According to the report written by the Office of Economic Development, there were 67,350 creative jobs in greater Seattle by the end of 2017. Between 2012 and 2017, we added 4,373 more creative jobs than would be expected if Seattle had followed national trends.
Unfortunately, we also know from the data that women and people of color are underrepresented in certain creative occupations and that within these occupations, wage disparities exist along job title, race, and gender.
In 2019, the Office of Arts & Culture (ARTS) and Office of Economic Development are collaborating on an intentional, qualitative and quantitative creative workforce study with a race and social justice lens. ARTS is interested in identifying barriers at the entry, middle, and established tiers of creative economy work, and designing recommendations for how to increase access for those who historically have been left out.
Please spend 10-15 minutes filling out this online survey and share with your communities.
While the survey is completely anonymous, you will have a chance upon completing the survey to enter your email address to be considered for a raffle drawing for prizes. Five individuals will be selected to receive either a $25 pre-loaded VISA gift card or a professional development lunch with ARTS Director Randy Engstrom.
About the researchers
You can reach the UW Evans research team comprised of Aline Moch Islas, Casey Moser, Shomya Tripathy, and Louie Tan Vital at email@example.com. This effort is being coordinated by Mytoan Nguyen-Akbar, PhD, Impact and Assessment Manager and Mellon/ACLS Public Fellow at ARTS with on-going research partnerships between ARTS and the University of Washington Evans School of Policy and Governance. UW Faculty member Joaquin Herranz, Jr., PhD, is advising this team.
I didn’t see a space for comment in the survey.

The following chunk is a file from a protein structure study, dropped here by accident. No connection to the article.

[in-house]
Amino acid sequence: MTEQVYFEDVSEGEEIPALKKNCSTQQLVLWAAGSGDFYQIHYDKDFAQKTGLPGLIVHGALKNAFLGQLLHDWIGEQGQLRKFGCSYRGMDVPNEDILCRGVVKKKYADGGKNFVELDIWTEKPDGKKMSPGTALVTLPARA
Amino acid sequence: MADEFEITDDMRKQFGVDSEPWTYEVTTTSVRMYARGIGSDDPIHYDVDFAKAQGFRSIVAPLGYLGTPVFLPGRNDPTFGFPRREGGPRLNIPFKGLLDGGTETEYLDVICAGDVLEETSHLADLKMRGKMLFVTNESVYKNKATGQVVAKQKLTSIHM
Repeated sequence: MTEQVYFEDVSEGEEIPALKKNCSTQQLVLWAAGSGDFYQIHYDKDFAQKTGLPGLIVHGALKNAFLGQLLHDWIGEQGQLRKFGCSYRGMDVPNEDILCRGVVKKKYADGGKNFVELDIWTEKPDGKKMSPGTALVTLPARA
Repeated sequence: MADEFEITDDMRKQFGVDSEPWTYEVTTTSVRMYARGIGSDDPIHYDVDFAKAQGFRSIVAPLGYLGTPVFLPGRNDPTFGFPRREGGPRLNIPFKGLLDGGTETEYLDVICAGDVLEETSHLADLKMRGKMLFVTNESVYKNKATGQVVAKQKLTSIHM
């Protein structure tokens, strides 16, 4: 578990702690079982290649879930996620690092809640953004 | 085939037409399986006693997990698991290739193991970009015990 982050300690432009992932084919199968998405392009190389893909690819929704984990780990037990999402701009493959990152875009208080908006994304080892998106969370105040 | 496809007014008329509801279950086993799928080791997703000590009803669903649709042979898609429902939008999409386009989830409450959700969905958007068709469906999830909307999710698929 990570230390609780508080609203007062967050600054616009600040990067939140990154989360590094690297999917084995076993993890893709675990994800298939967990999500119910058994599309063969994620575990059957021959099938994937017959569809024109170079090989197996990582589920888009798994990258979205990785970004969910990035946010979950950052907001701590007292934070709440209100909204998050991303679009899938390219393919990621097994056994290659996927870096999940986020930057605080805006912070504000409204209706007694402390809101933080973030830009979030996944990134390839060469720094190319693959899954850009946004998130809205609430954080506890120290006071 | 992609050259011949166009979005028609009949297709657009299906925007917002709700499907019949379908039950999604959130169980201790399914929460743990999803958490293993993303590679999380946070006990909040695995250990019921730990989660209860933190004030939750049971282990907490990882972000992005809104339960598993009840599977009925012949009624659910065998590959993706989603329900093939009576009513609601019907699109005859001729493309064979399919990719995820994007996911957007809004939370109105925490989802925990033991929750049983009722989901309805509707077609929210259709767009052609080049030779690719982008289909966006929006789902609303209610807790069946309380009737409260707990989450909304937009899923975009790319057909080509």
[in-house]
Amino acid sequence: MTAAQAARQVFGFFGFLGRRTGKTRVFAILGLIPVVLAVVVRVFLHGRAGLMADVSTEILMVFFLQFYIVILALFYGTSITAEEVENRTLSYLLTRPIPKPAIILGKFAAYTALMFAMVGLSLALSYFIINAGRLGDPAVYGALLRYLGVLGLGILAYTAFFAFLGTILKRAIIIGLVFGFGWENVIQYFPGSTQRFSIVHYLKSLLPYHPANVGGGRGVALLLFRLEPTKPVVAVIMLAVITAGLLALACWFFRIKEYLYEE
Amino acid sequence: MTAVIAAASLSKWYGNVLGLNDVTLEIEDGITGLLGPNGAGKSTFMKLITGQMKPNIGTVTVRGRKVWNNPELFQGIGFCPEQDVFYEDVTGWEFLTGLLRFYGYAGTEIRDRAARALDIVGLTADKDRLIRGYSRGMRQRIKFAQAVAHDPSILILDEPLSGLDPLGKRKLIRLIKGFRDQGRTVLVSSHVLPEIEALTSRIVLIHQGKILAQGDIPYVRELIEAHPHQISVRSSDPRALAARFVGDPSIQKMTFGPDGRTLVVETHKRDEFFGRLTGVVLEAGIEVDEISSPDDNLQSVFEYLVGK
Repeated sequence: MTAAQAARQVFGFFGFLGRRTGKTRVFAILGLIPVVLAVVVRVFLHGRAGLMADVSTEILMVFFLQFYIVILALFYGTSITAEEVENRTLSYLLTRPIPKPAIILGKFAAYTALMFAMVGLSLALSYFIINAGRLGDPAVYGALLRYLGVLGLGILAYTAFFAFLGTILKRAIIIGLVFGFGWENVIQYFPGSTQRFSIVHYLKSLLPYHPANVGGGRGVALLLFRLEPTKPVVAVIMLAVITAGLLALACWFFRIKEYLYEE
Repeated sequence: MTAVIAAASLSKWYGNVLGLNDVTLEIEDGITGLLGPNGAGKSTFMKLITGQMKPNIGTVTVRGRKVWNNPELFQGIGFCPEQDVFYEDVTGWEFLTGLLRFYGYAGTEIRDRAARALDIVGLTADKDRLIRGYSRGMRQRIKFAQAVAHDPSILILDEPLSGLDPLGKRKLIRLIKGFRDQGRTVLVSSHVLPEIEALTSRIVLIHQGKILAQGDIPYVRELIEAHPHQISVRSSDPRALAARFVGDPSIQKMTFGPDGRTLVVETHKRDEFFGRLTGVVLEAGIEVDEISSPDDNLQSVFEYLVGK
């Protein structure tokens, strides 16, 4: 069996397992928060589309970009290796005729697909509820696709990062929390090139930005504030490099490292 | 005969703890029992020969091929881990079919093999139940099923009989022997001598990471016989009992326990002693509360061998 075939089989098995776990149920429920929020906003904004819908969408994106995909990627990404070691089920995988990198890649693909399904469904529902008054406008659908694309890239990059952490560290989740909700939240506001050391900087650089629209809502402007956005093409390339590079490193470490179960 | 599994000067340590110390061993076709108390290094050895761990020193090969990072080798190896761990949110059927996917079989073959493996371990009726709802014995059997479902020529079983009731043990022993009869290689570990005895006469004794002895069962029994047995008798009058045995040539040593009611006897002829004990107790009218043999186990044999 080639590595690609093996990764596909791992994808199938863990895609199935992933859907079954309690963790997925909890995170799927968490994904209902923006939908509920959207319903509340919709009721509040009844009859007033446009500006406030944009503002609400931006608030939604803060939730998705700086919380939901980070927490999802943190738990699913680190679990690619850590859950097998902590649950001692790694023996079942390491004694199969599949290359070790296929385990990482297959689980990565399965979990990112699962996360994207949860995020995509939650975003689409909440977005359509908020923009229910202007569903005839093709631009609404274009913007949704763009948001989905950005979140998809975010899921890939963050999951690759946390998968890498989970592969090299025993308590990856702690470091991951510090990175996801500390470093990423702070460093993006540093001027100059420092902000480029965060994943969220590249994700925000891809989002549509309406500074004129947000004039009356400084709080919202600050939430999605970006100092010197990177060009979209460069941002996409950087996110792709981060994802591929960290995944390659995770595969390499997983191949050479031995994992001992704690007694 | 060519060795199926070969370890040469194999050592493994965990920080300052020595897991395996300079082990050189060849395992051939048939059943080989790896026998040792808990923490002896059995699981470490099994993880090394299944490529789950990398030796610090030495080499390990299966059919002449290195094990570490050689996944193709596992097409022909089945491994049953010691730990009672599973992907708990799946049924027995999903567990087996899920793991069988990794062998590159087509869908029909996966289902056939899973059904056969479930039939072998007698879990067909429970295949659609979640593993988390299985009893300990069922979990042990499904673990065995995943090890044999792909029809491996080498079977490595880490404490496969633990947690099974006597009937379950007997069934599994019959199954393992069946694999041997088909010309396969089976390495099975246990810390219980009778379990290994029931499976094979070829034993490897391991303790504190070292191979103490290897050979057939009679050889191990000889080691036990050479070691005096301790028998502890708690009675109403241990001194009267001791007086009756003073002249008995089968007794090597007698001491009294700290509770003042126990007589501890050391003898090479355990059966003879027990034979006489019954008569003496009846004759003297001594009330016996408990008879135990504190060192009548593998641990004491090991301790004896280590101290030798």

I wonder: Why is someone who is a software developer a part of this survey? Are they really a “creative” in the same way a fine artist is? I hardly think so. An arts organization doesn’t need to support someone working in tech in Seattle in the same way that teachers, musicians, dancers, poets, actors or visual artists need support in order to stay relevant in this city. The fact that tech developers were a part of this survey seems misguided to me.
Adding to the comment regarding inclusion of “tech culture”: software development, like any tool, may be used in ways which fall under the very broad umbrella of “artistic practice”. This skillset is generously rewarded by capital, so its practitioners are more likely able to support themselves via private equity than other artistic vocations. Since many (most?) artists finance their own projects, the optics of supporting those whose demographics are “privileged” in this way could easily be disingenuous to the stated mission of ARTS. However, their participation is valid and still needs to be recorded. I trust the organizational arm is aware of these problematic observations.
The most recent study published this year by Office of Economic Development highlights huge income disparities between creatives in tech vs. creatives in other arts sectors. There are ways to capture the experiences of all creatives in a survey that doesn’t exclude any one sector. Our focus is on the occupations, not the sectors. I hope you had the chance to fill out the survey, and thank you for your incisive critique here. We welcome your ongoing engagement with our office.